Stamboul Train was the novel that made Graham Greene's name. Published in 1932, it catalogues a train journey that, a few years later, would have been impossible, a journey across Europe that was about to be changed for ever. The novel is set in a time when the Orient Express travelled from Western Europe to Constantinople across several borders, each of which that presented its own different challenge. Seventy-five years ago the continent was neither bifurcated by ideology coupled with allegiance of necessity, nor united by a desire for greater capitalist integration. It was also not a stable place, with the short-lived tensions of the Treaty of Versailles less than fifteen years old. To reflect this, Graham Greene presents Stamboul Train as a journey, almost a travelogue, with the setting of each part offering an informed relevance to the action. So we progress from Ostend to Cologne to Vienna to Subotica to Constantinople.
The book is highly cinematographic in character and is cast as a tangle of almost separate stories acted out by characters that mingle along the way. People join and leave the train. There's a love affair in a sleeper. A Jew is on his way to do deals in currants. A wanted criminal boards and leaves. A young thing is on her way to a job as a dancer. There's a political refugee fomenting revolution in his homeland. There's a lesbian journalist seeking to interview a famous popular writer. Stanboul Train is clearly not the eight fifteen from Pinner. Or maybe it is...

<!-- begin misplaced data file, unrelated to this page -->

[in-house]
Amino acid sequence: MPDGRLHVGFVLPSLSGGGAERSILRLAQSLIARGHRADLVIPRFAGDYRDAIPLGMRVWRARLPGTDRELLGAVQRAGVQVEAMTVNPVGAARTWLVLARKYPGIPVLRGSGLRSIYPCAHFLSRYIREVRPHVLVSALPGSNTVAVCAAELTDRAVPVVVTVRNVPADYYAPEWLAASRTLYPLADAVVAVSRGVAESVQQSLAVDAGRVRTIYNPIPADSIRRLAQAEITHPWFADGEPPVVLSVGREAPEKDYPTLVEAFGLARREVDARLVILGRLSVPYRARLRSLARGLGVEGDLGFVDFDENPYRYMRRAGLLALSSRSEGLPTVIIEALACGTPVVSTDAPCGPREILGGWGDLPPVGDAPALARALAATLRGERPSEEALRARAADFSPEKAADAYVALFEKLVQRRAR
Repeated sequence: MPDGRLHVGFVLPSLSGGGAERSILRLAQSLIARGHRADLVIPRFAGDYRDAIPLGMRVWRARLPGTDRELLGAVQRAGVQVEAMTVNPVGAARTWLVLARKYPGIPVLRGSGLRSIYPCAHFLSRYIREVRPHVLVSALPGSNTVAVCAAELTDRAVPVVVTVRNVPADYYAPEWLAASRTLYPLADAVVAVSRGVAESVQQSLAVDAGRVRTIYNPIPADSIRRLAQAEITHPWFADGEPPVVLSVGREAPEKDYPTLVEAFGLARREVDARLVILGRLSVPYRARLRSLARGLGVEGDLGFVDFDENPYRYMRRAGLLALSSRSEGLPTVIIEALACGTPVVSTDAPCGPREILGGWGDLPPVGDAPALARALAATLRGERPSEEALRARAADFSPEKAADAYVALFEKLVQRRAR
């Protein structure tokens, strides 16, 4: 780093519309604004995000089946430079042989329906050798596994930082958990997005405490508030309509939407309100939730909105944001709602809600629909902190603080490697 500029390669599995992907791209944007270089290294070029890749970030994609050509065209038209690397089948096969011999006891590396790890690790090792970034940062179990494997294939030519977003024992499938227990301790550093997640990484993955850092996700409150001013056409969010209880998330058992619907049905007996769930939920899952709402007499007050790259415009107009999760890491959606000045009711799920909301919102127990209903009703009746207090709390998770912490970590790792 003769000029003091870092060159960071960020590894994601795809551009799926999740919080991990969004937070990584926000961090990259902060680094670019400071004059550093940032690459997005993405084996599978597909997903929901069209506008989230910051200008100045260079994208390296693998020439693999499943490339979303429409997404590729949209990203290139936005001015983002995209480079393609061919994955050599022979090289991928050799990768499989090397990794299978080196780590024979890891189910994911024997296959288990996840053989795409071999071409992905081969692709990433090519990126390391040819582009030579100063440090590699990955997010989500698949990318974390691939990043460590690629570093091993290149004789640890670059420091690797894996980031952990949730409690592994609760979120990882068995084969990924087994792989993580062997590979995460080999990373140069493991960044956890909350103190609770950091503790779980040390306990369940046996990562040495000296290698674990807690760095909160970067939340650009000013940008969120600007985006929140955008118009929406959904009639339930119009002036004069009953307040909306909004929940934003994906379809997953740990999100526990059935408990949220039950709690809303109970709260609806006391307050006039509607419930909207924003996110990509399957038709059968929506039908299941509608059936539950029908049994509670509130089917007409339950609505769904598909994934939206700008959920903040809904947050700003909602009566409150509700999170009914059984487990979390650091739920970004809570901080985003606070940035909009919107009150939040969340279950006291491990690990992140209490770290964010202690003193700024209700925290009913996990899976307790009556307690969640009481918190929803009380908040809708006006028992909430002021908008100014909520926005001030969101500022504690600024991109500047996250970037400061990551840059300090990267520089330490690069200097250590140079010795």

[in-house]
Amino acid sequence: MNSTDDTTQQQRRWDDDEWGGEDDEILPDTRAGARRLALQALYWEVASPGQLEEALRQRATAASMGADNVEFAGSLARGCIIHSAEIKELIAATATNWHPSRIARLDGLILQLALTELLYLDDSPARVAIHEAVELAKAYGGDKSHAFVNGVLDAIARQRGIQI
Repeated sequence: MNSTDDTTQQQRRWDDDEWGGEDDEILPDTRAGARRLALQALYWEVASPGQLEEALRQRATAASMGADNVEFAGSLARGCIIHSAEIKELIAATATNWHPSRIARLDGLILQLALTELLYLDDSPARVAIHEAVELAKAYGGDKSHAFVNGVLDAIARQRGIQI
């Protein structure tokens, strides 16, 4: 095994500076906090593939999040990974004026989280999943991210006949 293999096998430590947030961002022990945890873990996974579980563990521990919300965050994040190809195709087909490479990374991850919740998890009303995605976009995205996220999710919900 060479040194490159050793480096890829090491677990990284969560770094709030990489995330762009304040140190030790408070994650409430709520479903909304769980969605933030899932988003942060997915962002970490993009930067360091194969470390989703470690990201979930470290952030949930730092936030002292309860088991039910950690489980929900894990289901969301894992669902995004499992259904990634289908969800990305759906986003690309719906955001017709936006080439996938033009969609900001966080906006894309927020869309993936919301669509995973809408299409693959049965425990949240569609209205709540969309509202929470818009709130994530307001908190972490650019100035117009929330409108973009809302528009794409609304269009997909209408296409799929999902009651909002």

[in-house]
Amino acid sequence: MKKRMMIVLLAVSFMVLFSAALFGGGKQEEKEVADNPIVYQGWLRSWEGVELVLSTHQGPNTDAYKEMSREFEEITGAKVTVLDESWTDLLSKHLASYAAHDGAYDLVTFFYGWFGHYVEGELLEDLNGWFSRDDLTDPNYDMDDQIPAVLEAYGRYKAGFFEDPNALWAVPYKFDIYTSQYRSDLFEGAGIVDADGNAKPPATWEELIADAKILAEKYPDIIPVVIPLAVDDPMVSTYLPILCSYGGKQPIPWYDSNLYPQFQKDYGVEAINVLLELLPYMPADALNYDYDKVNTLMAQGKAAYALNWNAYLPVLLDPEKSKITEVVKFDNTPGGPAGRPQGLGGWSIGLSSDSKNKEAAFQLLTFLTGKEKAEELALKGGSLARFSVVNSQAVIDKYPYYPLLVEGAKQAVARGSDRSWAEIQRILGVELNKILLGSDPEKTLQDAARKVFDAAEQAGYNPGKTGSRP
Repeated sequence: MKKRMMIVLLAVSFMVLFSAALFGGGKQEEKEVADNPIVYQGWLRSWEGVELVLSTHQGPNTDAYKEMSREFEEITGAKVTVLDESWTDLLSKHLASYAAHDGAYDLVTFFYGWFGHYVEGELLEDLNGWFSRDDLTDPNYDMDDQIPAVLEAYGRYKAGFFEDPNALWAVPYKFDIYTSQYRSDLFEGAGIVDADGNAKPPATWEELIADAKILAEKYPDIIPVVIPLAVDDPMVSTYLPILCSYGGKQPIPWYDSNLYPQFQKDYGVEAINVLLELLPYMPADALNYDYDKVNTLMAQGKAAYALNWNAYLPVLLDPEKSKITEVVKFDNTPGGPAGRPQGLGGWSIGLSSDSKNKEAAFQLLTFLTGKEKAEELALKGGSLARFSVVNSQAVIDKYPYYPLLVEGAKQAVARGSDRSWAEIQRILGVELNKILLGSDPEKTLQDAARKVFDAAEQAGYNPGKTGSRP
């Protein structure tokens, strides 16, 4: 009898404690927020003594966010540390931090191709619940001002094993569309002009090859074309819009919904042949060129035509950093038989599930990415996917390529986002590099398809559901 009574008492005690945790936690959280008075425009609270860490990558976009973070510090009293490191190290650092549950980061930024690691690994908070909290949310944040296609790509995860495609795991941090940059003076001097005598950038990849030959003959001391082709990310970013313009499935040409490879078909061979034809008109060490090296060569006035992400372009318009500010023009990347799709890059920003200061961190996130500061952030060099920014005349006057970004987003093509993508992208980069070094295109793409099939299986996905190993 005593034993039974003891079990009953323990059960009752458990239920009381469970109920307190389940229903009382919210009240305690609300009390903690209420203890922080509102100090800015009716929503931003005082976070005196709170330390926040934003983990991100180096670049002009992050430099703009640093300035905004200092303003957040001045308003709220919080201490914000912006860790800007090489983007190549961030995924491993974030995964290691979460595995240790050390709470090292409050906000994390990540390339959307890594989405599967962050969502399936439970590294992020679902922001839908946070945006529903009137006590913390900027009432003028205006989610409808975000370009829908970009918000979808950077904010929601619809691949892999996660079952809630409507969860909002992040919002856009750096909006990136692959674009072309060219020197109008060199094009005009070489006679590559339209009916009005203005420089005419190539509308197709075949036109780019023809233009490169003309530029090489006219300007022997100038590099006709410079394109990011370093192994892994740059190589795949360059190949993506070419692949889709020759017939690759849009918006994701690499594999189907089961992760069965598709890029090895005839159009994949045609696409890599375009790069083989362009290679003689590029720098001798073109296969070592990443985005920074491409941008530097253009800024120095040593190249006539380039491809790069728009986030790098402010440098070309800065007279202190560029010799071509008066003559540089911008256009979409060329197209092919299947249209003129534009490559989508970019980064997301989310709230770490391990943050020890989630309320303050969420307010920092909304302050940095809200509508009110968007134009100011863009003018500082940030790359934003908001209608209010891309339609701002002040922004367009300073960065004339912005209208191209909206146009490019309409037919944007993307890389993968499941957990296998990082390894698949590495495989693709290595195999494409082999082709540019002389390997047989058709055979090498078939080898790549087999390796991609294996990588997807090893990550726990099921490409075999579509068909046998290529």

The action is both on and off the train as the characters' stories weave together to create a novel. And it is possible to read the book as an almost linear story, where everyone, as in a soap opera, is pre-occupied with their present to the exclusion of all other time. But Graham Greene goes further than this and gives us vignettes of political, historical and social comment. Miss Warren's interview with Savory, the writer, is an example.
Savory the writer is playing a part of being a writer. He has made his name selling books written from a Cockney point of view, at the time a euphemism for a down-to-earth, working class, perhaps therefore honest perspective. But Savory is unsavoury. His Cockney credentials are false, since he was born in beautiful Balham, far south-west of Bow Bells, and he claims an aspiration to achieve a re-creation of Chaucer's spirit to counter the gloom and introspection of modern fiction. But Savory reveals himself to be "a man overworked, harassed by a personality which was not his own, by curiosities and lusts, a man on the edge of a nervous breakdown." And Miss Warren, his interviewer, hates dealing with the impersonation that is stardom, the necessity to deal with another person as a commercial creation, a lie in the form of an advertisement. She earns a living from writing about such people, but yet she despises consumerism for its own sake, derides its pulpy products. She yearns to tell Savory that his books are rubbish, destined for the dustbin as fickle taste moves on, reorders consumer sentiment to ridicule its current eager choice.
And here, perhaps, we have Graham Greene revealing his own self-destructive, self-abusive darker side. He feels as unsavoury as Savory, producing these entertainments just to sell books, to make money, to indulge in his weaknesses. But what Greene's deprecatory self-analysis apparently did not like to admit was that he was always doing more, much more than this.